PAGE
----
I’ve run the NYC Marathon 3 times. 26.2 miles is a heck of a long way to run, not to mention the hundreds of miles you log training for it. At no point on any of these quests did I think to myself, ‘26.2 miles just isn’t enough… I really wish it was longer’. But in the booming sport of ultramarathons, races are 50, 100, 135 miles, and even longer. Equally as grueling as the distances are the conditions in which they are run.
Dean Karnazes is often credited with that booming popularity, and putting the sport of ultrarunning onto the map. For him, a marathon is a training run, and he usually runs one before breakfast. Karnazes completed his first ultramarathon in 1993. His first 100-miler was the famed Western States Endurance Run, a race that has become the marquis event of the sport. With just 369 spots, there are nearly 10 times the number of applicants. It’s the ultramarathon everyone wants to run, and comparable to the NYC Marathon, there is a lottery to get in. Karnazes is an 11-time 100-Mile/1 Day Silver Buckleholder in the event, which is awarded for completing the race in less than 24 hours.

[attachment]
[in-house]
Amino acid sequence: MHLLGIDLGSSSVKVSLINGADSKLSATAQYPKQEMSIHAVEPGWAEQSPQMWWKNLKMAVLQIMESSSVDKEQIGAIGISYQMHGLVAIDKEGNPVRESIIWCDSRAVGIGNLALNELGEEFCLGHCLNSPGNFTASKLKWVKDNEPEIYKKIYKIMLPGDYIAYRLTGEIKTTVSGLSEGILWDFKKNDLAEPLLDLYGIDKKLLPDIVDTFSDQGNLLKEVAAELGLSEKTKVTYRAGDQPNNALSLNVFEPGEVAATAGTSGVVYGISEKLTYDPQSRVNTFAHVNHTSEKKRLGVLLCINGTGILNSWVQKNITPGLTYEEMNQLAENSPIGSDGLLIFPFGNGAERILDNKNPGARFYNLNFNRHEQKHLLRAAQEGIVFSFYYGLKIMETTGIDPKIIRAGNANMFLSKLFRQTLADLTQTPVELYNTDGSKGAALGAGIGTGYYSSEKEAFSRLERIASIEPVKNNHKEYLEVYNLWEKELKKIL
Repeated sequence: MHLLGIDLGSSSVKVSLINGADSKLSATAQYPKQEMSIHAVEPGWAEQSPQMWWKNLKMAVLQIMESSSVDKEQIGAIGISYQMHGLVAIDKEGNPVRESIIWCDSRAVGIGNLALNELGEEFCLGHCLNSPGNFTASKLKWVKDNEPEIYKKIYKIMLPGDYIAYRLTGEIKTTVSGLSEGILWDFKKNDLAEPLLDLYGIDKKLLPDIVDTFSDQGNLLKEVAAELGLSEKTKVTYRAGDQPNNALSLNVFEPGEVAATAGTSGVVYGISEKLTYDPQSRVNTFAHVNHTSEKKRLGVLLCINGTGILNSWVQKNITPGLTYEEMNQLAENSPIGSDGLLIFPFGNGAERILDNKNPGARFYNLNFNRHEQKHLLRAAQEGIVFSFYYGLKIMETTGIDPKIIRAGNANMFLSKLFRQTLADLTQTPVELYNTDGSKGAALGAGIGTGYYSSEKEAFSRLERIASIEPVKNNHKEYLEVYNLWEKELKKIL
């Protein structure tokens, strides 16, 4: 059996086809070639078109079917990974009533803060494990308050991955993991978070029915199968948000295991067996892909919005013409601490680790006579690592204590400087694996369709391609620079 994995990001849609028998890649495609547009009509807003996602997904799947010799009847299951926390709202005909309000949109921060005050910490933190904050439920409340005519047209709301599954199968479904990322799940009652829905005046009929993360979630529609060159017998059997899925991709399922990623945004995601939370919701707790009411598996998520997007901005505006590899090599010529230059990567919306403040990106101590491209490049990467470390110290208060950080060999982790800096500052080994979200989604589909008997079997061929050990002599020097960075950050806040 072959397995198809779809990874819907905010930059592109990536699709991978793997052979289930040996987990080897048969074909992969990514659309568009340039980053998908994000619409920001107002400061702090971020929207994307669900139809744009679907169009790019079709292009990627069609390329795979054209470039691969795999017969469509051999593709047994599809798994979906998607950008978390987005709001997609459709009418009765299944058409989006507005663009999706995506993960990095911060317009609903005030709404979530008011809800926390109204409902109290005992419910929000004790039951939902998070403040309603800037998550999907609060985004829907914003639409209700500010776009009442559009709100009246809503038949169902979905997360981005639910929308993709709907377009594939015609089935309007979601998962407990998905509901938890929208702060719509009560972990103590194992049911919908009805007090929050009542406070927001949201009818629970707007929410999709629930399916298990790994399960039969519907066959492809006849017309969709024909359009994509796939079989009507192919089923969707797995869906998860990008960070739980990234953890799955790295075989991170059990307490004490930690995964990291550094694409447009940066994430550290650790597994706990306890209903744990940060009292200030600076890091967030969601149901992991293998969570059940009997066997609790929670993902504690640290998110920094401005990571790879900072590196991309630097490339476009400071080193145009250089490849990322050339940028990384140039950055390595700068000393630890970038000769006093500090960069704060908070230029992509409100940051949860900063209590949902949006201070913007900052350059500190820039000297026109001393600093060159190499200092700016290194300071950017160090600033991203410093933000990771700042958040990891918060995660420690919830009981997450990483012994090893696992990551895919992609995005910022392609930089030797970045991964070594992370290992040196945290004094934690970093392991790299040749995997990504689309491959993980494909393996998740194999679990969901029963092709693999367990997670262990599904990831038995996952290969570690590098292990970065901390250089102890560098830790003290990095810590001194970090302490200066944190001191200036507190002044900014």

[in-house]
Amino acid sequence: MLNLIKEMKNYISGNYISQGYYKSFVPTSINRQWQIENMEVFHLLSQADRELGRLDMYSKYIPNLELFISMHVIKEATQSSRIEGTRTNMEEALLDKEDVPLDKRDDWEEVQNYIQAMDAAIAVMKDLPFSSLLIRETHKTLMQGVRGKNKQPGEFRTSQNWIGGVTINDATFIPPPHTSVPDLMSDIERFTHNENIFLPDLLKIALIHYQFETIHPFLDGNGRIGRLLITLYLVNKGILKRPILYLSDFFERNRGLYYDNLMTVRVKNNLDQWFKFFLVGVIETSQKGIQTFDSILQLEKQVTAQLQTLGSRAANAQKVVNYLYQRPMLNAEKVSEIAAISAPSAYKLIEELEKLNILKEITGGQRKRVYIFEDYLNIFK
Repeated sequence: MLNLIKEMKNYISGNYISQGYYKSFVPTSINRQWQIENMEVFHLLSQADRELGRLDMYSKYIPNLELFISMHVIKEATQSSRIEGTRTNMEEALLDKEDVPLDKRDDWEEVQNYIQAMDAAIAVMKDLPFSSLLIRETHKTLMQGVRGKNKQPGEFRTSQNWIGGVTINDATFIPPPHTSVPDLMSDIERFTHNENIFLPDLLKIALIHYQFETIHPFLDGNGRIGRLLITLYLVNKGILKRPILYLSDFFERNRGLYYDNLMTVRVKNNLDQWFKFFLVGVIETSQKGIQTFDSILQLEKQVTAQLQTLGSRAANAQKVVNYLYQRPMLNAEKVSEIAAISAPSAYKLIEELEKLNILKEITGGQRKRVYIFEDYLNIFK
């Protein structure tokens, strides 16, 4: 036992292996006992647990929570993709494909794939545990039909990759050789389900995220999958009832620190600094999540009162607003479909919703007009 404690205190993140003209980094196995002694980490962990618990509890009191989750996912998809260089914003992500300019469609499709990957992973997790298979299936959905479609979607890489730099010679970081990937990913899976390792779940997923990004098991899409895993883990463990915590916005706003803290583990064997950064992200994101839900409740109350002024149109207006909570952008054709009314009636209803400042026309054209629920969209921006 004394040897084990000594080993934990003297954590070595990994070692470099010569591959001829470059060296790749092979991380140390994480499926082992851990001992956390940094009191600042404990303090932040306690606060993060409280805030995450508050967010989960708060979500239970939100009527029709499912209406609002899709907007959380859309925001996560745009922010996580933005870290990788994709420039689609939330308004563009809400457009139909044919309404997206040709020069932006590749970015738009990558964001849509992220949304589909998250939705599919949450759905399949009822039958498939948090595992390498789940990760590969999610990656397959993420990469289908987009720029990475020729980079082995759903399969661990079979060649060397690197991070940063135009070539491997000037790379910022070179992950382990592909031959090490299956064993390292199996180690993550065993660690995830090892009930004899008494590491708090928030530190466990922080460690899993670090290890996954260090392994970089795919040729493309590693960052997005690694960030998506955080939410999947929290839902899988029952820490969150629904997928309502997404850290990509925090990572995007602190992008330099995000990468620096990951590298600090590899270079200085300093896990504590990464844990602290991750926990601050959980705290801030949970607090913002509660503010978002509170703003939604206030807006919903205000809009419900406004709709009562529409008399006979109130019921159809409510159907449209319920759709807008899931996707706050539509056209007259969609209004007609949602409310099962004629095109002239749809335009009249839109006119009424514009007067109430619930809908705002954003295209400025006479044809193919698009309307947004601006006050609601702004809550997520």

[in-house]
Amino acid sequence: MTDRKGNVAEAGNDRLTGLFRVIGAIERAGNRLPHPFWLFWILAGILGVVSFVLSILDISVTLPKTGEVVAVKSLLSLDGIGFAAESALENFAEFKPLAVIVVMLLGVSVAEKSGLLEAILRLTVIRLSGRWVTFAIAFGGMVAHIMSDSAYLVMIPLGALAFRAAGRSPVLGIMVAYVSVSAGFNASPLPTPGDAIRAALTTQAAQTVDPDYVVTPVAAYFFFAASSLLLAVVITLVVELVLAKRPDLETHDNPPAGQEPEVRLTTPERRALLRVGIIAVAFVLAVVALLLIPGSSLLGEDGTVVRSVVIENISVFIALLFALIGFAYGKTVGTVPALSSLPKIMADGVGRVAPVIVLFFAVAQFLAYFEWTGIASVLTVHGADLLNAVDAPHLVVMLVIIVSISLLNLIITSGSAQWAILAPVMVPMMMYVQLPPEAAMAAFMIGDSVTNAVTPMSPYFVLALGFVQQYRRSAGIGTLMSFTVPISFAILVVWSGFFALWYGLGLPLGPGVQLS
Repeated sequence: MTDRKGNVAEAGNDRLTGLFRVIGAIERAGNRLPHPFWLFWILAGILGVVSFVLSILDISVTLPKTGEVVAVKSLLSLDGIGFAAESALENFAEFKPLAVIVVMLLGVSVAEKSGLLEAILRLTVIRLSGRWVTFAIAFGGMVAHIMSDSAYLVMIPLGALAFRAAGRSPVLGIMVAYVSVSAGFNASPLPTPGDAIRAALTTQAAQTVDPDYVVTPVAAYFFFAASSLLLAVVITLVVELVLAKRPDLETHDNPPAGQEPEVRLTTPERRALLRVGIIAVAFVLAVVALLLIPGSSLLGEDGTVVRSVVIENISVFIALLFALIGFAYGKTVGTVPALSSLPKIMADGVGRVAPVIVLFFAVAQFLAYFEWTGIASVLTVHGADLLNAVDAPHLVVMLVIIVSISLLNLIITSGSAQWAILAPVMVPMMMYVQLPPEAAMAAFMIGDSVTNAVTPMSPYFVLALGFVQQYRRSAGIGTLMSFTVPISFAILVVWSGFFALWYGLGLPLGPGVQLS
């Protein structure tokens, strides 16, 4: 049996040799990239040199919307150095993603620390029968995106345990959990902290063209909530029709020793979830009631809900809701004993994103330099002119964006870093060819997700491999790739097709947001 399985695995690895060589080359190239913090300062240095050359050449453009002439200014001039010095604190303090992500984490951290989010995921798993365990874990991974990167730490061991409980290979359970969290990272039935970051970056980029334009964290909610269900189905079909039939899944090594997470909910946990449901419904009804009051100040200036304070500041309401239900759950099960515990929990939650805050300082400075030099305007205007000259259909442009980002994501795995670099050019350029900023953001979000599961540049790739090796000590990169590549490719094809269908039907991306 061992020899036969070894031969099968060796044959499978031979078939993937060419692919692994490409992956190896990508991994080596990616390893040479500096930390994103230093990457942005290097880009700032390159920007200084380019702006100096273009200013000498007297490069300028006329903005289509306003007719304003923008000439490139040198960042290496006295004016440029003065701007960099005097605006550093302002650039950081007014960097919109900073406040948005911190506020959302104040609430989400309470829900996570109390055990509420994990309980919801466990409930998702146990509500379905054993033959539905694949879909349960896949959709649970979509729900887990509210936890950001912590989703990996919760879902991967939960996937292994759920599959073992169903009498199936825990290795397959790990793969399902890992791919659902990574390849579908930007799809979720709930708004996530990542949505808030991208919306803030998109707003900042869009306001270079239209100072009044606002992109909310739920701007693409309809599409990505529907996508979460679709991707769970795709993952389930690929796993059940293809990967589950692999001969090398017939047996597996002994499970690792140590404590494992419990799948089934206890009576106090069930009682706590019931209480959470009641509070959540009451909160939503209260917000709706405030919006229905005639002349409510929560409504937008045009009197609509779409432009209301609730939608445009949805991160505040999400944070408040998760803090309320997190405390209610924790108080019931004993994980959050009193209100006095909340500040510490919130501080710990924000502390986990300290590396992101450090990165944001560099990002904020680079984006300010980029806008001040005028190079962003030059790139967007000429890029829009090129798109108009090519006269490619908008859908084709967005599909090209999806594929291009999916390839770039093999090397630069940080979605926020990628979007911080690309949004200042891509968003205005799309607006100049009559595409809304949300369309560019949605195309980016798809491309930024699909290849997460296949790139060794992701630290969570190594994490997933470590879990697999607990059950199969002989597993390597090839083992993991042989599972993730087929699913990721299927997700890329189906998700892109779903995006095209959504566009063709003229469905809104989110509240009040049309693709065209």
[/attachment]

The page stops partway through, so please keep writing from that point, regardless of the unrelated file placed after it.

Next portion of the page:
In addition to other unfathomable challenges is the 135-mile Badwater Ultramarathon. It is run across Death Valley in the height of summer where temperatures have climbed as high as 130 degrees. Karnazes won it in 2004, in addition to five other top-10 finishes from 2000 to 2008. At the opposite end of extreme, he has run a marathon in the South Pole, with temperatures as low as -40 degrees. He has run across the United States from Disneyland to New York City in 75 days; 50 marathons in 50 states on 50 consecutive days; and, just this summer, 1000 miles across Australia. Read More